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nNOS Signaling in Neurons | GeneGlobe

nNOS Signaling in Neurons


Pathway Description

Nitric oxide (NO) is formed endogenously by a family of enzymes known as NO synthases (NOS).Three distinct isoforms of NOS have been identified: nNOS, iNOS and eNOS. Glutamate is the most effective activator of NO biosynthesis in most brain regions. NO is generated via a five-electron oxidation of a terminal guanidine nitrogen on L-Arginine by nNOS. The reaction yields L-Citrulline in addition to NO. Free cytosolic Ca2+ stimulates nNOS through interaction with CALM and Calcineurin. In the CNS, NO synthesis is regulated by the influx of Ca2+ through receptor-dependent channels, in particular following post-synaptic stimulation of NMDAR by glutamate. Elevated cytosolic Ca2+ concentrations are required for CALM binding to nNOS, which then activates the enzyme. NO release is also regulated by PKC in resting neurons.NO actions in brain and muscle depend crucially upon the association of nNOS with specific protein complexes. In the brain, the 160kDa nNOSα is the predominant splice variant and contains an N-terminal PDZ domain. The PDZ domain of nNOS binds to a similar PDZ domain from the post-synaptic protein PSD95, which in turn binds to the cytosolic tail of NMDAR. These molecular interactions explain how Ca2+ influx through NMDARs is efficiently coupled to NO synthesis and activity. This membrane-localized nNOS complex is further linked to cytoplasmic signal transduction pathways via the physical interaction of nNOS with DexRas1 and the adapter protein CAPON, which activates a downstream MAPK pathway. CAPON competes with nNOS for PDZ domains, binding to the enzyme and forcing it to disassociate itself from the plasma membrane. Furthermore, CAPON anchors nNOS to other macromolecules such as DexRas1.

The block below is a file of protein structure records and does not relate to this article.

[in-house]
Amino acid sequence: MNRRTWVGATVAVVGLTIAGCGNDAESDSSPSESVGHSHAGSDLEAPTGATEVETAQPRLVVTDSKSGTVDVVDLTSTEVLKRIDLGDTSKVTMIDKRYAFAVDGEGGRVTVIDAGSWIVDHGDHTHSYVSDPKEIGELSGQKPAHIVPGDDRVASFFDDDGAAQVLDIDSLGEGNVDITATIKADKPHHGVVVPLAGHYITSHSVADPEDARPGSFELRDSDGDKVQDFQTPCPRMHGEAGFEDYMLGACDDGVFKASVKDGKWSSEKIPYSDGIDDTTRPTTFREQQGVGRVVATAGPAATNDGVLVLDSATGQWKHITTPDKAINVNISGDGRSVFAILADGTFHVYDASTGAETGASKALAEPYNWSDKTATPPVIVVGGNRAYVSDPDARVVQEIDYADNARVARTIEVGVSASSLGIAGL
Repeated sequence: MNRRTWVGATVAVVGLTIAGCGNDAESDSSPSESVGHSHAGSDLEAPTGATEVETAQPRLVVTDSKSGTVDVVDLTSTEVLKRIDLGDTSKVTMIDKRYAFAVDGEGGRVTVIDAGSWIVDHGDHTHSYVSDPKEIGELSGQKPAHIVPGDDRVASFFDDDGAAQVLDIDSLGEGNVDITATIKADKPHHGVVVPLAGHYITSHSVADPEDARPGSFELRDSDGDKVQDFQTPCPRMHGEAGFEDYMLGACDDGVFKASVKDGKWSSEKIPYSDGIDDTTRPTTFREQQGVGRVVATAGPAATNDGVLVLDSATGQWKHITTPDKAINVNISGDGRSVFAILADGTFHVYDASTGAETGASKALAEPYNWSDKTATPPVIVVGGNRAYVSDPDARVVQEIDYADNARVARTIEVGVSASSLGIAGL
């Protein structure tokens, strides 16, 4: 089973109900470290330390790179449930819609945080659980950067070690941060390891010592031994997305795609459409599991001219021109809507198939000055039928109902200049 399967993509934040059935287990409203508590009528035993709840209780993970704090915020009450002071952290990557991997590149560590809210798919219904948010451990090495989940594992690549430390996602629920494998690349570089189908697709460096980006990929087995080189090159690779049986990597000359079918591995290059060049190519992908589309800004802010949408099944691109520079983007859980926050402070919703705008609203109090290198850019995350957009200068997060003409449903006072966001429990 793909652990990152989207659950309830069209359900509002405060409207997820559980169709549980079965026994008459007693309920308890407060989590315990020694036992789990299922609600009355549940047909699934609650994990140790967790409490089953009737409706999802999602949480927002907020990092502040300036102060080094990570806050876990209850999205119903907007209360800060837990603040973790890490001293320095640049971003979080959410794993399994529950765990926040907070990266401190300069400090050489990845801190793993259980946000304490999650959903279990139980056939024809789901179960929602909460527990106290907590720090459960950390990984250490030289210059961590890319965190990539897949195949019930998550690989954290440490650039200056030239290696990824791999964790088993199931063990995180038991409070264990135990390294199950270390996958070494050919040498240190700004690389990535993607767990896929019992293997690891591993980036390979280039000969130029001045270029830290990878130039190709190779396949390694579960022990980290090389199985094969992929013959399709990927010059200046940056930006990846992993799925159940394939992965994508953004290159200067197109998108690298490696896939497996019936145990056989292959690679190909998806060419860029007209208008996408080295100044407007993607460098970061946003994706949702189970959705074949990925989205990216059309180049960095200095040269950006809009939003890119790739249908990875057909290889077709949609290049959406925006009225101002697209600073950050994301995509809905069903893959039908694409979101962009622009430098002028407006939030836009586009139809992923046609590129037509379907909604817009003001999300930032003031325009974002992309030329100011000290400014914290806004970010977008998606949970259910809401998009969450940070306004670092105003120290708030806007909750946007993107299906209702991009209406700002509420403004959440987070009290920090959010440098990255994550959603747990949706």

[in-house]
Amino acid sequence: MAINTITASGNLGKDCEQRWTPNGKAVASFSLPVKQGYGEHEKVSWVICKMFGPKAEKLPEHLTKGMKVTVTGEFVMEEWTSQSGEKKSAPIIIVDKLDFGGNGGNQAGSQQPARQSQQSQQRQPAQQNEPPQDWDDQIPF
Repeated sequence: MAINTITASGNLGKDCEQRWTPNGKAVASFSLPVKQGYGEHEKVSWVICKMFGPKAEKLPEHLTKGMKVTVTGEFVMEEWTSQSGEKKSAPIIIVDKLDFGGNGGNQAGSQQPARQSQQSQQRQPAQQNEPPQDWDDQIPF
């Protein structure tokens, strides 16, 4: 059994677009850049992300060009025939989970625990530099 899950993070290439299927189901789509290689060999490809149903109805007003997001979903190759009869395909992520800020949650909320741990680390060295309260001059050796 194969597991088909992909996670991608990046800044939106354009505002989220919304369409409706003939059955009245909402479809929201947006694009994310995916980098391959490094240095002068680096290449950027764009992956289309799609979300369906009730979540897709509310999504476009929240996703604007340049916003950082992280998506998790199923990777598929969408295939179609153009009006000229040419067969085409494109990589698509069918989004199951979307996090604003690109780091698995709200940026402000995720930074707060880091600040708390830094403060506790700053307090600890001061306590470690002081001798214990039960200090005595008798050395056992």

NO is a unique messenger molecule involved in the regulation of diverse physiological processes including smooth muscle contractility, platelet reactivity, central and peripheral neurotransmission and the cytotoxic actions of immune cells. At the cellular level, NO signaling is essential for two forms of neuronal plasticity: Long term potentiation in the hippocampus and long term depression in the cerebellum.


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